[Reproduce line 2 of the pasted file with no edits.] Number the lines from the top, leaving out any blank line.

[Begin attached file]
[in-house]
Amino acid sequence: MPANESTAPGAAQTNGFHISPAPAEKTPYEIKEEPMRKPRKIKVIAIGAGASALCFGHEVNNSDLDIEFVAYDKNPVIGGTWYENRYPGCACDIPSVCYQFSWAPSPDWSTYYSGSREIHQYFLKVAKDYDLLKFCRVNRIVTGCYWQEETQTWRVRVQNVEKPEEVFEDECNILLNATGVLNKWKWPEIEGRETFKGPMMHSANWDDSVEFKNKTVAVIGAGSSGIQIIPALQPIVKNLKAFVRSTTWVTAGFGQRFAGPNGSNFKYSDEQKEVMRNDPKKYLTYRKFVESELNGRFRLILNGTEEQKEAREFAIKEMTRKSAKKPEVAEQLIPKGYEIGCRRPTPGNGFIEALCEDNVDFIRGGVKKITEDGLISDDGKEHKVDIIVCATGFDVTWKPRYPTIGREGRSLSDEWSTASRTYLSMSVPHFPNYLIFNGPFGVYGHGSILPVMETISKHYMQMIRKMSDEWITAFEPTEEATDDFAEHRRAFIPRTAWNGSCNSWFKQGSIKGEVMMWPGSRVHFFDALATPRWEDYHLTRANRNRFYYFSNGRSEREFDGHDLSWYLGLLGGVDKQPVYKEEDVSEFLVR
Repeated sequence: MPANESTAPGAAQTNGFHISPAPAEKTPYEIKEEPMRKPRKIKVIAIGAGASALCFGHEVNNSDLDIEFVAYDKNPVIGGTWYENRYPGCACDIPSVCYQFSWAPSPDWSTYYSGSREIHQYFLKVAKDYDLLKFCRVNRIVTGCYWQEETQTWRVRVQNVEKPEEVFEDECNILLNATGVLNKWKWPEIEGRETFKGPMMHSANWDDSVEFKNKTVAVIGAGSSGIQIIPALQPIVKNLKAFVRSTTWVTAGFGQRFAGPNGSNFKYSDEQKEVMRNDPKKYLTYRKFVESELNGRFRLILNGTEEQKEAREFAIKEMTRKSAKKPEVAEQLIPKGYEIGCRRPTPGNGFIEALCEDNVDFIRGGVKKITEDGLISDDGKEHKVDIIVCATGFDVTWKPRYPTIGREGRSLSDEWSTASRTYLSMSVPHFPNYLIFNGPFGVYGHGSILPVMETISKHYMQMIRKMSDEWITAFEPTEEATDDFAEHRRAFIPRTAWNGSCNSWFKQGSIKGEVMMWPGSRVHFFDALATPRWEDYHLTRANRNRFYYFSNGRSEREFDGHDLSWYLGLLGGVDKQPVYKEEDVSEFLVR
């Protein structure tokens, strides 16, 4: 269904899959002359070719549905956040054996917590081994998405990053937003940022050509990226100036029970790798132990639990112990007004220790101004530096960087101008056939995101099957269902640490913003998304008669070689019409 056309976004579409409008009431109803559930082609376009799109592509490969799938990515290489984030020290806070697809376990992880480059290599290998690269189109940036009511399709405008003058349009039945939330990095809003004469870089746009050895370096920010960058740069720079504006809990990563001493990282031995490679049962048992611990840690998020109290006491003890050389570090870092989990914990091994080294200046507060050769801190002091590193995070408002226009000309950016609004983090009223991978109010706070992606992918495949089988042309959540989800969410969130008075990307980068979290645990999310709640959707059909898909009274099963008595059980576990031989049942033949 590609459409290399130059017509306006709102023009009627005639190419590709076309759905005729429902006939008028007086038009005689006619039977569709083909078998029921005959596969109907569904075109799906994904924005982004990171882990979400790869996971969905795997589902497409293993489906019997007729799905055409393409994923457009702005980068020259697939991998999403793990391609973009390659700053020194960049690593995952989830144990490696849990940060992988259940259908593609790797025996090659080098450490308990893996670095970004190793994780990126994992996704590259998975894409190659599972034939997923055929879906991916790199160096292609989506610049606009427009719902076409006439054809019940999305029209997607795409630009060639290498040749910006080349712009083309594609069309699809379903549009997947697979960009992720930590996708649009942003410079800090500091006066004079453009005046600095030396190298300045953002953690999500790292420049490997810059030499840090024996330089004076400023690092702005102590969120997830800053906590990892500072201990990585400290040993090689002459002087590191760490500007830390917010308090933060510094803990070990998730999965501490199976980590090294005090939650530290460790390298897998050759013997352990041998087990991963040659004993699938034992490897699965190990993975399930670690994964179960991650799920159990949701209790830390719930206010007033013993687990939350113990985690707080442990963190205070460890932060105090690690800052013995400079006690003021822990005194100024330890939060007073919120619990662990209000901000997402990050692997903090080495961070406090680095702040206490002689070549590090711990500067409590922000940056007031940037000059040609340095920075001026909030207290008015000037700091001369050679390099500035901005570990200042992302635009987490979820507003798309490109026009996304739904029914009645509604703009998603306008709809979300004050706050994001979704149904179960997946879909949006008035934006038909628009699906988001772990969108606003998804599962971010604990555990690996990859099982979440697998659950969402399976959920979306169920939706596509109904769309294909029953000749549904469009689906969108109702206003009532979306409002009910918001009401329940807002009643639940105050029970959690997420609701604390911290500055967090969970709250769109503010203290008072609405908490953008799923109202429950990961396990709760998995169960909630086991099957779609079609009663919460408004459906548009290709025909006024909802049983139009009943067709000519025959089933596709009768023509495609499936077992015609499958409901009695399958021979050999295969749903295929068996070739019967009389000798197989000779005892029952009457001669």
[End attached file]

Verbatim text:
Amino acid sequence: MPANESTAPGAAQTNGFHISPAPAEKTPYEIKEEPMRKPRKIKVIAIGAGASALCFGHEVNNSDLDIEFVAYDKNPVIGGTWYENRYPGCACDIPSVCYQFSWAPSPDWSTYYSGSREIHQYFLKVAKDYDLLKFCRVNRIVTGCYWQEETQTWRVRVQNVEKPEEVFEDECNILLNATGVLNKWKWPEIEGRETFKGPMMHSANWDDSVEFKNKTVAVIGAGSSGIQIIPALQPIVKNLKAFVRSTTWVTAGFGQRFAGPNGSNFKYSDEQKEVMRNDPKKYLTYRKFVESELNGRFRLILNGTEEQKEAREFAIKEMTRKSAKKPEVAEQLIPKGYEIGCRRPTPGNGFIEALCEDNVDFIRGGVKKITEDGLISDDGKEHKVDIIVCATGFDVTWKPRYPTIGREGRSLSDEWSTASRTYLSMSVPHFPNYLIFNGPFGVYGHGSILPVMETISKHYMQMIRKMSDEWITAFEPTEEATDDFAEHRRAFIPRTAWNGSCNSWFKQGSIKGEVMMWPGSRVHFFDALATPRWEDYHLTRANRNRFYYFSNGRSEREFDGHDLSWYLGLLGGVDKQPVYKEEDVSEFLVR